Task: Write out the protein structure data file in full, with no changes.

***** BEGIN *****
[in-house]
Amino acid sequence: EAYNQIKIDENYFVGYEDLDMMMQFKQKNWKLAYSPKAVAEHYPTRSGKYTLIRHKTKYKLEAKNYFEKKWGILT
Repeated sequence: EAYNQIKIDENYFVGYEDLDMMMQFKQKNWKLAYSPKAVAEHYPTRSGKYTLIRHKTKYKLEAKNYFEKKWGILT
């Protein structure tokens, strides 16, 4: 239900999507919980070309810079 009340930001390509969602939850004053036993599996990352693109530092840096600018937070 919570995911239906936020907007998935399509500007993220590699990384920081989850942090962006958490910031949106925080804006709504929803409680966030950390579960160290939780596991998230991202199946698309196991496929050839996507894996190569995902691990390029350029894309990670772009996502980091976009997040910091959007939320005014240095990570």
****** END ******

[in-house]
Amino acid sequence: EAYNQIKIDENYFVGYEDLDMMMQFKQKNWKLAYSPKAVAEHYPTRSGKYTLIRHKTKYKLEAKNYFEKKWGILT
Repeated sequence: EAYNQIKIDENYFVGYEDLDMMMQFKQKNWKLAYSPKAVAEHYPTRSGKYTLIRHKTKYKLEAKNYFEKKWGILT
């Protein structure tokens, strides 16, 4: 239900999507919980070309810079 009340930001390509969602939850004053036993599996990352693109530092840096600018937070 919570995911239906936020907007998935399509500007993220590699990384920081989850942090962006958490910031949106925080804006709504929803409680966030950390579960160290939780596991998230991202199946698309196991496929050839996507894996190569995902691990390029350029894309990670772009996502980091976009997040910091959007939320005014240095990570």